Amazon-owned audiobook seller Audible today released its new commercial-free audio subscription service, Channels, to the public. The service, which includes news and original programming, had been in beta testing for several months.
All Audible members, who pay $14.95 a month for the service, will get Channels for free. Others can get Channels as a standalone service for $4.95 a month, the company announced as part of the public launch.
Audible founder and CEO Donald Katz said in a statement that Channels is the next step for the company, which emphasizes the power of spoken word.
“From our origins – harking back to the time when Audible commercialized the first digital audio player in 1997 and launched original short-form premium programming with Robin Williams in 2000 – we have believed the quality and character of everyday life would be enhanced by delivering the culture’s most compelling and artfully performed spoken words. Channels is a natural extension of that founding premise, and we believe this new shorter-form service and the exciting original productions to come will become as popular and habit-forming as Audible’s audiobook service.”
Channels will include professional readings of articles from the Washington Post (owned by Amazon CEO Jeff Bezos), New York Times, Wall Street Journal and Scientific American, among other news organizations.
Here are a few examples of original programs coming to Channels, some of which are available now, and others that will debut in the next few months:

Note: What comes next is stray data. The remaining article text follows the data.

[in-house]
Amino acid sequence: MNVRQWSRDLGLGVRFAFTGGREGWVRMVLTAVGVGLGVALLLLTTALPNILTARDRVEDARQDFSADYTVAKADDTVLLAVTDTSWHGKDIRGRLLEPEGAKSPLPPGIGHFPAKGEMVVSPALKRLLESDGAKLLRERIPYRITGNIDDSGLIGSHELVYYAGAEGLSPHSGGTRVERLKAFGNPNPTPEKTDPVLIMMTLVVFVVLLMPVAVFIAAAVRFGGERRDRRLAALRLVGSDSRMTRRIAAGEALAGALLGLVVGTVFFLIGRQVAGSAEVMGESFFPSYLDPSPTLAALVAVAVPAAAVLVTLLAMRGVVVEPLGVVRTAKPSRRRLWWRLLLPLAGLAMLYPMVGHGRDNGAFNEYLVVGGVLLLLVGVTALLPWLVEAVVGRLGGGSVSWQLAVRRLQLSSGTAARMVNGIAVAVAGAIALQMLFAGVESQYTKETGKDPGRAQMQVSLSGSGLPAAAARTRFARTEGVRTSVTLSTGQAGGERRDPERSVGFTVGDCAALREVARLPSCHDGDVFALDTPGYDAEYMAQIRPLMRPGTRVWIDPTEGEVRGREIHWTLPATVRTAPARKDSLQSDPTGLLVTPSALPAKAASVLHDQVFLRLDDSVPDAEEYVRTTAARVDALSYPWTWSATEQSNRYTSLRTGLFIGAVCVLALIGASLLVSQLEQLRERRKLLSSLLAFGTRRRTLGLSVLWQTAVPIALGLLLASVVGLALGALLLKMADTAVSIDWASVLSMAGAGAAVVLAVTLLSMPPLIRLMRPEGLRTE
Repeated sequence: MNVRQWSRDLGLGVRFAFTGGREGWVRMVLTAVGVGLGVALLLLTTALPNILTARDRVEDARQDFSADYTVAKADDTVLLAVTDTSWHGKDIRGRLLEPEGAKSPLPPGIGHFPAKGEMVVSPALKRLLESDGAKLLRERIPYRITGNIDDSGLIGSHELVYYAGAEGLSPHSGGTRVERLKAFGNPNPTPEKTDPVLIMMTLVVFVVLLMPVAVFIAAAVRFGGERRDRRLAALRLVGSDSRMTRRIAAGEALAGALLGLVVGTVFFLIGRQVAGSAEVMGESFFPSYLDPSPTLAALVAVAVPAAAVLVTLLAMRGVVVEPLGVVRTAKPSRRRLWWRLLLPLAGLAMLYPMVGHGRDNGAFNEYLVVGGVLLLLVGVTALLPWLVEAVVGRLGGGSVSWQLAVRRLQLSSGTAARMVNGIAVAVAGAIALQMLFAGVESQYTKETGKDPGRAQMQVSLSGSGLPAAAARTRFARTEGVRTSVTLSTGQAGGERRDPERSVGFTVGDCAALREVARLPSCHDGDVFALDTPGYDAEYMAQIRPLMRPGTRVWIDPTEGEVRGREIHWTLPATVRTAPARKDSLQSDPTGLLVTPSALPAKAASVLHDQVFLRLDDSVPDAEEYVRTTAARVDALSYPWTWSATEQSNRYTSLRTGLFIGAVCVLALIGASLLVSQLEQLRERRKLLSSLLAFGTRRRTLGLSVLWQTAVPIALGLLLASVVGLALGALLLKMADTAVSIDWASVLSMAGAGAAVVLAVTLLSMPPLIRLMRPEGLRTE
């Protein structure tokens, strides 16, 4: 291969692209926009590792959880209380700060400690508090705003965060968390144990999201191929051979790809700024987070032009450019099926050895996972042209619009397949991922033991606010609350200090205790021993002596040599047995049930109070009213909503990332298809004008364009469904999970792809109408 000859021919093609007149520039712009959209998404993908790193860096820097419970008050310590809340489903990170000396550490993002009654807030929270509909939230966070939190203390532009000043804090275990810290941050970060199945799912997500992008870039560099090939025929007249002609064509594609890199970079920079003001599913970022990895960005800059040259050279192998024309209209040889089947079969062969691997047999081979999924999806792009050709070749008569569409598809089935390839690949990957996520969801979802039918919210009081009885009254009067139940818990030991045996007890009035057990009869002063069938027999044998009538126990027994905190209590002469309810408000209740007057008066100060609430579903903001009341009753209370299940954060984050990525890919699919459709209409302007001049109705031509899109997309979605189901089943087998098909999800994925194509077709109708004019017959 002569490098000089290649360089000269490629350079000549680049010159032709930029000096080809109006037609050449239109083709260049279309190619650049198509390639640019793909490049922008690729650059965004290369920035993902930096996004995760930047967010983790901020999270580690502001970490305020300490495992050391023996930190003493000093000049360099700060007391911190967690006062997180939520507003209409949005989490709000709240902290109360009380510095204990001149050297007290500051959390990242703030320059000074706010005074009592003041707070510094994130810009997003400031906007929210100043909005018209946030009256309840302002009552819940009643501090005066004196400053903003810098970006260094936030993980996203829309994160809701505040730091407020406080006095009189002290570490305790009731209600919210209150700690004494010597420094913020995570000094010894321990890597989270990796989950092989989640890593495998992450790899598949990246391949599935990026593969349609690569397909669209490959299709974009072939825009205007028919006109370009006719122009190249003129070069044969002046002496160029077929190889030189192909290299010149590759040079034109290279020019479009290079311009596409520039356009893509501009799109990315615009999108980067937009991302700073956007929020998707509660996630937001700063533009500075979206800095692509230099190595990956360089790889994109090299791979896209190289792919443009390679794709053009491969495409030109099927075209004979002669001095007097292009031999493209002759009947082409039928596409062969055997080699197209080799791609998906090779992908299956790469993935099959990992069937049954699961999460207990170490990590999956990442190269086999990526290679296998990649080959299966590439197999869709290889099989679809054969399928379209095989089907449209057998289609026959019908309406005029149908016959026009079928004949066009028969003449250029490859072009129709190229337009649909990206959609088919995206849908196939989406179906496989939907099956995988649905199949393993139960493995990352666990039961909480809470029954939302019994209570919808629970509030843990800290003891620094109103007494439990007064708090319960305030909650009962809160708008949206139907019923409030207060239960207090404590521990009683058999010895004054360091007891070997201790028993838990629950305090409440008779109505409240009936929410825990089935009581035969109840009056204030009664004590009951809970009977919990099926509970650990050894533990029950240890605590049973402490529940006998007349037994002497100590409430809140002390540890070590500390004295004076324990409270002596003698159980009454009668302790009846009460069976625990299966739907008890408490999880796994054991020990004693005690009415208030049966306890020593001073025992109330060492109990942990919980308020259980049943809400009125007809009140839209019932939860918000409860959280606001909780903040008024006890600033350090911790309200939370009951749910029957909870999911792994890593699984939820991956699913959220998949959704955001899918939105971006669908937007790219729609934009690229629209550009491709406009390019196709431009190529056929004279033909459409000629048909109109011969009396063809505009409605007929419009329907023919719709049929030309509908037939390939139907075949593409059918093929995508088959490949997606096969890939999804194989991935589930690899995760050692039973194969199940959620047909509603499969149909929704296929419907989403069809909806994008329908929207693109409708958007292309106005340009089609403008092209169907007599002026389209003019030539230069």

- Presidents Are People Too: a series hosted by former Daily Show writer Elliott Kalan and historian Alexis Coe that depicts American presidents as real-life people with flaws, foibles, triumphs and defeats.
- Limelight: Highlights standup performances from comedy clubs nationwide with rotating guest hosts like as T. J. Miller, Ron Funches and the Sklar Brothers.
- Damned Spot: This series looks at what happens to properties where tragic events transpire, such as murders, suicides, hauntings and mass shootings.
- Authorized: Ashley C. Ford interviews authors about important firsts in their careers, like first drafts and rejections.
Other exclusive programs will debut regularly on Audible, the company says. Program topics include science fiction, comedy, food, sports, history and leadership.
Podcast-like programs are becoming more popular, with shows like Serial, a spinout of public radio’s This American Life, getting lots of people into audio storytelling for the first time.
Channels is a stark shift from the open podcast environment, which let anyone download podcasts to the player of their choosing via open RSS feeds. Audible, along with a few other podcasting players, are putting content behind paywalls to monetize shows with something besides traditional advertising.